All these things apply. If I see a grammar mistake that’s very obvious on a homepage of a website, I wonder what the quality is of their product. It’s one of those things where if you target the 55 and older crowd and you emphasize what’s important to them, you won’t alienate other people. Now, if you go on your website and you just post a bunch of pictures of what would look like elderly folks who aren’t active at all and is not a true representation, it’s more of a derogatory representation, then the reality is you’re going to turn some people off. Like when we work with those incontinence products, brands, at that point, we’re making sure that we are showing people who are active and enjoying life. Maybe they have gray hair as well, but they’re not out there in wheelchairs just looking like they are disabled. That’s not the case.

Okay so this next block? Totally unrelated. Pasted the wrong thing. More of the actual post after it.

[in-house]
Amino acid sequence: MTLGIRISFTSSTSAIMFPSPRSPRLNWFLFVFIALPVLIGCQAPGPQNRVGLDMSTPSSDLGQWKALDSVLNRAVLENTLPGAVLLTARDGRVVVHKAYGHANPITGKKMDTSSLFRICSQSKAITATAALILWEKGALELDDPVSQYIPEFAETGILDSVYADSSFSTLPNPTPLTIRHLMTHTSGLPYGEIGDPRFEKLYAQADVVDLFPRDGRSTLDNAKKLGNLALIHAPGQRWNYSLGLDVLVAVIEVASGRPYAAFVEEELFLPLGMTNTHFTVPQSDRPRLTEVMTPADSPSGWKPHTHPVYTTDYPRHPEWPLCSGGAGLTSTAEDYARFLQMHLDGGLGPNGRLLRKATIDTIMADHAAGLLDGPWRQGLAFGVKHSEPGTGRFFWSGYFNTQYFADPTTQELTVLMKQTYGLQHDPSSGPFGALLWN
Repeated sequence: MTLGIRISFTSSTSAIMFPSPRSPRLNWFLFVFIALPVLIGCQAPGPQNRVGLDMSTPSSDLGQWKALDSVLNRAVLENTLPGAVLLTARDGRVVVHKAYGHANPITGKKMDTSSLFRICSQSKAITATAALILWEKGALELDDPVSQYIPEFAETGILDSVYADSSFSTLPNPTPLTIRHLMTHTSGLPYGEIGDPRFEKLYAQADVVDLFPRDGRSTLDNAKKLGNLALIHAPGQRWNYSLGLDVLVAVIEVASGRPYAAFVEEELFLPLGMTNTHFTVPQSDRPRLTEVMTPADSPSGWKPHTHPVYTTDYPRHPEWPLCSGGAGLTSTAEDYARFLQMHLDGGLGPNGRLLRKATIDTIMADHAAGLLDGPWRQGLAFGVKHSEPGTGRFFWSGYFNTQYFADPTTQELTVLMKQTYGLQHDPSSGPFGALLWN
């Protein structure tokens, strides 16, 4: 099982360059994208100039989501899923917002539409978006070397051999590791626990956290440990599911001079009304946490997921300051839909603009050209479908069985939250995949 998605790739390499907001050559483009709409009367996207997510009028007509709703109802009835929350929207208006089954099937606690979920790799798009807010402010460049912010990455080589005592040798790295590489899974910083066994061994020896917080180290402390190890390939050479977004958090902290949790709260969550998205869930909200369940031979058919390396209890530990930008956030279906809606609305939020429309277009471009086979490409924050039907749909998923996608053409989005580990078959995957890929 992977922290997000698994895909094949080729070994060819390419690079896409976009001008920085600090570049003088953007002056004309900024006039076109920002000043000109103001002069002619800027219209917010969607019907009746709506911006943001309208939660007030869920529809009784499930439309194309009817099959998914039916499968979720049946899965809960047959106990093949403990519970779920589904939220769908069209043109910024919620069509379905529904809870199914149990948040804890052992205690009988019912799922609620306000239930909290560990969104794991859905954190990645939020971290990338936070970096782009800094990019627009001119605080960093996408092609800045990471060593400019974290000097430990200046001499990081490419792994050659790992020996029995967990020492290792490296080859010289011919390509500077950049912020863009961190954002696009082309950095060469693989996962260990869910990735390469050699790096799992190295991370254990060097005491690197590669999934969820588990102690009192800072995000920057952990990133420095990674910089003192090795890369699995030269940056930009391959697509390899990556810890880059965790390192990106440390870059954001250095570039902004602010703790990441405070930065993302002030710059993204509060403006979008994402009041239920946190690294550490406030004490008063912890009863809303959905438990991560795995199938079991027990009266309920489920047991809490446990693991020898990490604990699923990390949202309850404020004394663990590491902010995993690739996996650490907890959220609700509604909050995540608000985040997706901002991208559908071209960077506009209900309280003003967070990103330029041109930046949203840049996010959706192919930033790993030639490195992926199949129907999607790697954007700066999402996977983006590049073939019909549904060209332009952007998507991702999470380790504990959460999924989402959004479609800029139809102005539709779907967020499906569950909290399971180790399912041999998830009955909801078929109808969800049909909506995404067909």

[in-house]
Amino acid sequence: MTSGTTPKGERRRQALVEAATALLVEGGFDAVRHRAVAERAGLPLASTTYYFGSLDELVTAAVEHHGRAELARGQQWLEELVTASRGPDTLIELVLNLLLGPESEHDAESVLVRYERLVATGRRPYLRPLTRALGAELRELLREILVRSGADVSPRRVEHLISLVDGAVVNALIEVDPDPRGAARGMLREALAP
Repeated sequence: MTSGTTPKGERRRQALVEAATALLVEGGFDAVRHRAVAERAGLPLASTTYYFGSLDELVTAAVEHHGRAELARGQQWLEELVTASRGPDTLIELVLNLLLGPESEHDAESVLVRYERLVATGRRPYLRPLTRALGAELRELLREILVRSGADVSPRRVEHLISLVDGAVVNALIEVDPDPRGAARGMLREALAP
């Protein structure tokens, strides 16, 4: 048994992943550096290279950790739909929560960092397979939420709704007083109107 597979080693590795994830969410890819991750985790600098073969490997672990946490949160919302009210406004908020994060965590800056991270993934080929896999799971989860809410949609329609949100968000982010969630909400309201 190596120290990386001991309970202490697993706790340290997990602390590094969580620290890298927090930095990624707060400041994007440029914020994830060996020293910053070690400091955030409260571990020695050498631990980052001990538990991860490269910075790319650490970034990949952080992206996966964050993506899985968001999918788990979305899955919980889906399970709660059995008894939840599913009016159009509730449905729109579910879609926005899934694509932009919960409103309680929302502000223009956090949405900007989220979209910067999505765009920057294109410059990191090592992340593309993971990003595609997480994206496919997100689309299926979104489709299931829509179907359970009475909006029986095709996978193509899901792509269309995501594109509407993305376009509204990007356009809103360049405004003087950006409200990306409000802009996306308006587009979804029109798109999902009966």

Ryan:
Mm-hmm. I like that. As long as you’re generally broad stroke increasing trust, you’re probably going to be able to appeal to multiple things. Maybe just give me an option to get out of having to call you. Let somebody call you if they want.

Jon:
Well, that’s exactly it, offering options. You could do live chat and phone and have the same people answer both. That’s a very possible option.

Ryan:
Now, one thing that was missing from your survey that I’m curious about, and you probably still have some data around it, I didn’t see if Wheelio was more or less effective in the over 55 group at collecting emails or text message or phone numbers. Did you get any data around that?

Jon: